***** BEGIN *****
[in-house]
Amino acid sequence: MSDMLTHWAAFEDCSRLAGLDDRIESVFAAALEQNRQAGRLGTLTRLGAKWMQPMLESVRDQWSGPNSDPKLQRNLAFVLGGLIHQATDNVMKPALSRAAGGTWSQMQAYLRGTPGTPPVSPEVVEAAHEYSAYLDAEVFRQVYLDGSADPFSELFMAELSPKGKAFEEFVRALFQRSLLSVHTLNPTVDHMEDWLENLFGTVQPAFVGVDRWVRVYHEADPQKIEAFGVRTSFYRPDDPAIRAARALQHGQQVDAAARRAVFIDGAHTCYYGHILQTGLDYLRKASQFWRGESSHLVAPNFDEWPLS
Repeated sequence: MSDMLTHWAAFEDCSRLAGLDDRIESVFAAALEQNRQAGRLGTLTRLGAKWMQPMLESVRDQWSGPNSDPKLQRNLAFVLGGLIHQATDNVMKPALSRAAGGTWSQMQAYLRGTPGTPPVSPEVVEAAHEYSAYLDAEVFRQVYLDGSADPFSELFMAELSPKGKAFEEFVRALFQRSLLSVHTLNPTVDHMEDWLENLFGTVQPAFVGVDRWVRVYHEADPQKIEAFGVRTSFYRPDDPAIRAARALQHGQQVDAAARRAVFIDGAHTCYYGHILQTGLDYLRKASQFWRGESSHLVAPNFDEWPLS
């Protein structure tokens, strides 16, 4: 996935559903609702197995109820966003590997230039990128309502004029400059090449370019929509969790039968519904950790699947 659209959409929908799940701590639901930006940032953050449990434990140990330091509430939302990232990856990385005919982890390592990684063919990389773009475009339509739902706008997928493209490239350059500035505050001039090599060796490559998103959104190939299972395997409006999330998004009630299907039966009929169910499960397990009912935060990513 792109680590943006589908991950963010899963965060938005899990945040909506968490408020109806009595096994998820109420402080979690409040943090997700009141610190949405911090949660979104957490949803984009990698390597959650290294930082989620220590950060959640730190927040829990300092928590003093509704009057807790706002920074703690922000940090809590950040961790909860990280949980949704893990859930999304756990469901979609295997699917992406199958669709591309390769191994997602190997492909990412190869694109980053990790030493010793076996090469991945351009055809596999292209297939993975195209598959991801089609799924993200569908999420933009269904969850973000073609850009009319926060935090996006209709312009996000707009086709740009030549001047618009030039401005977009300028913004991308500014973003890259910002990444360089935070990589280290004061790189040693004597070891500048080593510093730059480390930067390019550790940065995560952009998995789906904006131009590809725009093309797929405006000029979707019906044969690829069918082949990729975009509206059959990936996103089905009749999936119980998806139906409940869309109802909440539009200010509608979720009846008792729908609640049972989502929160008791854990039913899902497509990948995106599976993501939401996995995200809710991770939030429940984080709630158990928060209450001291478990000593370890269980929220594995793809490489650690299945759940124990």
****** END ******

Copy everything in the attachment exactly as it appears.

[in-house]
Amino acid sequence: MSDMLTHWAAFEDCSRLAGLDDRIESVFAAALEQNRQAGRLGTLTRLGAKWMQPMLESVRDQWSGPNSDPKLQRNLAFVLGGLIHQATDNVMKPALSRAAGGTWSQMQAYLRGTPGTPPVSPEVVEAAHEYSAYLDAEVFRQVYLDGSADPFSELFMAELSPKGKAFEEFVRALFQRSLLSVHTLNPTVDHMEDWLENLFGTVQPAFVGVDRWVRVYHEADPQKIEAFGVRTSFYRPDDPAIRAARALQHGQQVDAAARRAVFIDGAHTCYYGHILQTGLDYLRKASQFWRGESSHLVAPNFDEWPLS
Repeated sequence: MSDMLTHWAAFEDCSRLAGLDDRIESVFAAALEQNRQAGRLGTLTRLGAKWMQPMLESVRDQWSGPNSDPKLQRNLAFVLGGLIHQATDNVMKPALSRAAGGTWSQMQAYLRGTPGTPPVSPEVVEAAHEYSAYLDAEVFRQVYLDGSADPFSELFMAELSPKGKAFEEFVRALFQRSLLSVHTLNPTVDHMEDWLENLFGTVQPAFVGVDRWVRVYHEADPQKIEAFGVRTSFYRPDDPAIRAARALQHGQQVDAAARRAVFIDGAHTCYYGHILQTGLDYLRKASQFWRGESSHLVAPNFDEWPLS
């Protein structure tokens, strides 16, 4: 996935559903609702197995109820966003590997230039990128309502004029400059090449370019929509969790039968519904950790699947 659209959409929908799940701590639901930006940032953050449990434990140990330091509430939302990232990856990385005919982890390592990684063919990389773009475009339509739902706008997928493209490239350059500035505050001039090599060796490559998103959104190939299972395997409006999330998004009630299907039966009929169910499960397990009912935060990513 792109680590943006589908991950963010899963965060938005899990945040909506968490408020109806009595096994998820109420402080979690409040943090997700009141610190949405911090949660979104957490949803984009990698390597959650290294930082989620220590950060959640730190927040829990300092928590003093509704009057807790706002920074703690922000940090809590950040961790909860990280949980949704893990859930999304756990469901979609295997699917992406199958669709591309390769191994997602190997492909990412190869694109980053990790030493010793076996090469991945351009055809596999292209297939993975195209598959991801089609799924993200569908999420933009269904969850973000073609850009009319926060935090996006209709312009996000707009086709740009030549001047618009030039401005977009300028913004991308500014973003890259910002990444360089935070990589280290004061790189040693004597070891500048080593510093730059480390930067390019550790940065995560952009998995789906904006131009590809725009093309797929405006000029979707019906044969690829069918082949990729975009509206059959990936996103089905009749999936119980998806139906409940869309109802909440539009200010509608979720009846008792729908609640049972989502929160008791854990039913899902497509990948995106599976993501939401996995995200809710991770939030429940984080709630158990928060209450001291478990000593370890269980929220594995793809490489650690299945759940124990």